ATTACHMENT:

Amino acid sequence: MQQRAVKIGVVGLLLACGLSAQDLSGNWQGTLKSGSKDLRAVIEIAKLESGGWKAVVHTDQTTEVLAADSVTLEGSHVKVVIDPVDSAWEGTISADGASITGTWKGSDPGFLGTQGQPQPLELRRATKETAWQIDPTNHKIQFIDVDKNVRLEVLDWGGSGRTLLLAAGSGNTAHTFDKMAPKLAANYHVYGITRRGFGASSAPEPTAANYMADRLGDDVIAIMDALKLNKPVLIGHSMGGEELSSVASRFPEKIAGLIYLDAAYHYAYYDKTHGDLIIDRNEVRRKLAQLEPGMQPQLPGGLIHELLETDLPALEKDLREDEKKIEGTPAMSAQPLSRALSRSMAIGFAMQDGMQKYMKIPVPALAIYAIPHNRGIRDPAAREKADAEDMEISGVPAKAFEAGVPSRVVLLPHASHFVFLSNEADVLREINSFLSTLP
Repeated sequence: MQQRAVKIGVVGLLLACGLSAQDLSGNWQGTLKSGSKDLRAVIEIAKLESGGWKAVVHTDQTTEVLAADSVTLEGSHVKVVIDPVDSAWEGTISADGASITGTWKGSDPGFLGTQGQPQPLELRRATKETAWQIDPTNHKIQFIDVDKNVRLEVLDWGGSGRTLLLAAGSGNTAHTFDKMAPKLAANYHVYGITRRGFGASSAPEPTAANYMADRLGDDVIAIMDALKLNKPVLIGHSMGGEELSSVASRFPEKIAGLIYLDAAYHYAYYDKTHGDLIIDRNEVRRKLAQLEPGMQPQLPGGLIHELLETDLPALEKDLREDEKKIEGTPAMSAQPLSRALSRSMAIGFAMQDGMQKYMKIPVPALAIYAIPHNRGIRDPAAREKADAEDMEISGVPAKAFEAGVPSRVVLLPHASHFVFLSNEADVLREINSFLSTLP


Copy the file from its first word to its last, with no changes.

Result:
Amino acid sequence: MQQRAVKIGVVGLLLACGLSAQDLSGNWQGTLKSGSKDLRAVIEIAKLESGGWKAVVHTDQTTEVLAADSVTLEGSHVKVVIDPVDSAWEGTISADGASITGTWKGSDPGFLGTQGQPQPLELRRATKETAWQIDPTNHKIQFIDVDKNVRLEVLDWGGSGRTLLLAAGSGNTAHTFDKMAPKLAANYHVYGITRRGFGASSAPEPTAANYMADRLGDDVIAIMDALKLNKPVLIGHSMGGEELSSVASRFPEKIAGLIYLDAAYHYAYYDKTHGDLIIDRNEVRRKLAQLEPGMQPQLPGGLIHELLETDLPALEKDLREDEKKIEGTPAMSAQPLSRALSRSMAIGFAMQDGMQKYMKIPVPALAIYAIPHNRGIRDPAAREKADAEDMEISGVPAKAFEAGVPSRVVLLPHASHFVFLSNEADVLREINSFLSTLP
Repeated sequence: MQQRAVKIGVVGLLLACGLSAQDLSGNWQGTLKSGSKDLRAVIEIAKLESGGWKAVVHTDQTTEVLAADSVTLEGSHVKVVIDPVDSAWEGTISADGASITGTWKGSDPGFLGTQGQPQPLELRRATKETAWQIDPTNHKIQFIDVDKNVRLEVLDWGGSGRTLLLAAGSGNTAHTFDKMAPKLAANYHVYGITRRGFGASSAPEPTAANYMADRLGDDVIAIMDALKLNKPVLIGHSMGGEELSSVASRFPEKIAGLIYLDAAYHYAYYDKTHGDLIIDRNEVRRKLAQLEPGMQPQLPGGLIHELLETDLPALEKDLREDEKKIEGTPAMSAQPLSRALSRSMAIGFAMQDGMQKYMKIPVPALAIYAIPHNRGIRDPAAREKADAEDMEISGVPAKAFEAGVPSRVVLLPHASHFVFLSNEADVLREINSFLSTLP